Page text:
Tuesday, 17 May 2011

MMRCA Debate By Ashok K Mehta

Writer Ashok K Mehta

The F16 is a 40-year-old single-engine aircraft which has been the mainstay of the Pakistani Air Force while the F18 did not fulfil the IAF's parameters.

The President of the USA, Mr Barack Obama, described ‘Operation Geronimo’ as “one of the greatest intelligence military operations in our nation’s history. We got Osama”. But a month earlier, Mr Obama lost out — at least so far — on the other prize he had eyed: India’s multi-million-dollar order for Medium Multi-Role Combat Aircraft.

In a letter dated February 4, 2011 to Prime Minister Manmohan Singh, Mr Obama wrote: “Let me reassure you that the US is a willing, capable and reliable defence partner to India. High-tech defence sales are increasingly a cornerstone of our strategic partnership. I want to underscore the strategic importance the United States attaches to the selection of a US proposal in India’s MMRCA competition. The US is offering India two of the most advanced multi-mission combat aircraft in the world — the Boeing FA/18IN and the Lockheed Martin F16IN. These aircraft have a demonstrated qualitative military advantage over any current fourth generation plus aircraft… I view the MMRCA acquisition as a key step along this path. I respectfully ask that your Government will give its full consideration to the commercial, technical and strategic merit to the US proposal.”

Two months later, the upfront rejection by India of both the Boeing F18 and Lockheed Martin F16 is a strategic error. Many defence experts expected the F18 to be sneaked into the shortlist along with the European Typhoon and the French Rafale to make the competition trans-Atlantic and politically more vibrant.

Many reasons are being given for keeping the American aircraft out, the most obvious being that they are not up to scratch. The F16 is a 40-year-old single-engine aircraft with a psychological hangover for the Indian Air Force — it has been the mainstay of the Pakistani Air Force for four decades. The F18 did not fulfil all of the IAF’s technical parameters but the twin-engine aircraft could have been included in deference to the India-US strategic partnership and to keep the price negotiations on an even keel.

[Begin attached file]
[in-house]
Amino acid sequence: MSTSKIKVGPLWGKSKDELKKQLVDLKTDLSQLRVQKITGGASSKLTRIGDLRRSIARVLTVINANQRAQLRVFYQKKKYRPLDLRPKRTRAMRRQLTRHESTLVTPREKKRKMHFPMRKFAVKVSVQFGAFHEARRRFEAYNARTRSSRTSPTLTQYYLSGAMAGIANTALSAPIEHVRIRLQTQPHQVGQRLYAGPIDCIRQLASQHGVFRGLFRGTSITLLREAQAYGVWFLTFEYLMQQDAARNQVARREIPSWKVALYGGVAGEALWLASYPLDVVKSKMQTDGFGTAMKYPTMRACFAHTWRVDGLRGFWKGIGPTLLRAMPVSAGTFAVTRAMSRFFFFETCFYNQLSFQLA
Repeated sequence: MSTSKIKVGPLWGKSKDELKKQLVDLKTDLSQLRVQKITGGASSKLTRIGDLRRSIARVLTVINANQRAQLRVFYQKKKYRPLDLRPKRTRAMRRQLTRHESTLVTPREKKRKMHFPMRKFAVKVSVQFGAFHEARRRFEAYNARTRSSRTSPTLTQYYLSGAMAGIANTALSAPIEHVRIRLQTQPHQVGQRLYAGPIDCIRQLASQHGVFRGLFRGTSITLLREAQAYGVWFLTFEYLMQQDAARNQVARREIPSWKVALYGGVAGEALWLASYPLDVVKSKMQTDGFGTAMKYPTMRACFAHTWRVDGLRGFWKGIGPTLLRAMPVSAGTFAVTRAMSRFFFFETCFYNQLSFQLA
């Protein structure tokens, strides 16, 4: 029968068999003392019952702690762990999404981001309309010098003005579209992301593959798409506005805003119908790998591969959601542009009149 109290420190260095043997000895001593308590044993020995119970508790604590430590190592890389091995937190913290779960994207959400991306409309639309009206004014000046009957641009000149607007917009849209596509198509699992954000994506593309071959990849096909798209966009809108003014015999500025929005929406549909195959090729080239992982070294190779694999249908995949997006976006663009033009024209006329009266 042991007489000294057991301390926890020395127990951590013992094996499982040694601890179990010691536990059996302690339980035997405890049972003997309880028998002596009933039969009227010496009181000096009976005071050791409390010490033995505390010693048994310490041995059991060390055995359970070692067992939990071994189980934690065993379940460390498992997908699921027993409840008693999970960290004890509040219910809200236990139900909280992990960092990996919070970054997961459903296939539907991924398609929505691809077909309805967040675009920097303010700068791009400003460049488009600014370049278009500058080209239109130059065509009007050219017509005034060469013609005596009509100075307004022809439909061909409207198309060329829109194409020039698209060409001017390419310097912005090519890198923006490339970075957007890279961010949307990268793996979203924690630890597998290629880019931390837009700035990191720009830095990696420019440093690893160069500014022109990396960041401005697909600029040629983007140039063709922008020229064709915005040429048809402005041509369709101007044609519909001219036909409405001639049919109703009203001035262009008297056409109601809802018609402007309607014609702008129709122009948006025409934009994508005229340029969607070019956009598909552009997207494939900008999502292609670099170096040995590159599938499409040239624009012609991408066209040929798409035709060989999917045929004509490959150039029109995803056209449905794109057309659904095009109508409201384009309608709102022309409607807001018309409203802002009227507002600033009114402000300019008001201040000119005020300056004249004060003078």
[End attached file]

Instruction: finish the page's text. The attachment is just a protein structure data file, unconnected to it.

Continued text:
The Eurofighter is priced at around $125 million while the Rafale is $85 million. Less than $50 million, the F18 could have forced some markdown of the European contenders, inducing additionally cuts in lifecycle costs. The two aircraft selected have been asked to review their price bids. The final selection will be a political and strategic decision not necessarily based on the lowest bid and will be taken by the Cabinet Committee on Security.

The IAF favours the Rafale not the least because the French are promising the moon. There is also a high level back channel Italian connection, they say. The Rafale will bestow several advantages — facilitate the Mirage 2000 upgrade programme; slip fit into the existing operational and logistics infrastructure of Mirage 2000. Snecma, which has built the Rafale engine, is also the company which provides engines for Mirage 2000, so that is a bonus. The Rafale though is not in service of any other air force except that of France.